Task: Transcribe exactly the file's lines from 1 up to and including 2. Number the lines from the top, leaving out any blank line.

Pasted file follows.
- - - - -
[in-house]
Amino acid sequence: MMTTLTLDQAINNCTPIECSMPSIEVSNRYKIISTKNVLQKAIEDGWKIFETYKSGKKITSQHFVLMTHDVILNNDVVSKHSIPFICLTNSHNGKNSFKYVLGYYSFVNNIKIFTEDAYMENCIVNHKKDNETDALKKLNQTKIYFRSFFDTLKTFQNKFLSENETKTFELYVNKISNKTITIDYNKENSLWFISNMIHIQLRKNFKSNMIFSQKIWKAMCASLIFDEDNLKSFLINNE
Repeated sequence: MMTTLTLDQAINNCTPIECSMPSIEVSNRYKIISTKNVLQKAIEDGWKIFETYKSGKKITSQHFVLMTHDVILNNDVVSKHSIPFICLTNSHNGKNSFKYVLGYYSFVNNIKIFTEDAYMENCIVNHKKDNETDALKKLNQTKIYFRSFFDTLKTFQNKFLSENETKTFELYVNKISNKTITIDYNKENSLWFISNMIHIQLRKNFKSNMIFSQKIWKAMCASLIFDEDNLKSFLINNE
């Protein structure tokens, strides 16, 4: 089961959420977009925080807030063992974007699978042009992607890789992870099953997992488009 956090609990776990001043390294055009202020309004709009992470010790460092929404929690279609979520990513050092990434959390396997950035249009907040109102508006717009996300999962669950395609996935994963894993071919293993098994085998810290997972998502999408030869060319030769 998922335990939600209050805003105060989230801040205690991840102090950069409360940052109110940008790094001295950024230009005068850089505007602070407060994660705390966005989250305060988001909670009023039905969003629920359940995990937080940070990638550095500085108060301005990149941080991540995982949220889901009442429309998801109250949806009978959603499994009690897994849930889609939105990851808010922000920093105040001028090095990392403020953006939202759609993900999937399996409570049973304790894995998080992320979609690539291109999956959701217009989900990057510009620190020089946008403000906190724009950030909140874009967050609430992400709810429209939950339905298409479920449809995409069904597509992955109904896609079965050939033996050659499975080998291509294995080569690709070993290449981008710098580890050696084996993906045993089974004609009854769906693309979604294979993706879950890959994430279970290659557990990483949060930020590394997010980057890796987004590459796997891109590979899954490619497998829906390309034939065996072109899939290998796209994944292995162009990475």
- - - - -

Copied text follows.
[in-house]
Amino acid sequence: MMTTLTLDQAINNCTPIECSMPSIEVSNRYKIISTKNVLQKAIEDGWKIFETYKSGKKITSQHFVLMTHDVILNNDVVSKHSIPFICLTNSHNGKNSFKYVLGYYSFVNNIKIFTEDAYMENCIVNHKKDNETDALKKLNQTKIYFRSFFDTLKTFQNKFLSENETKTFELYVNKISNKTITIDYNKENSLWFISNMIHIQLRKNFKSNMIFSQKIWKAMCASLIFDEDNLKSFLINNE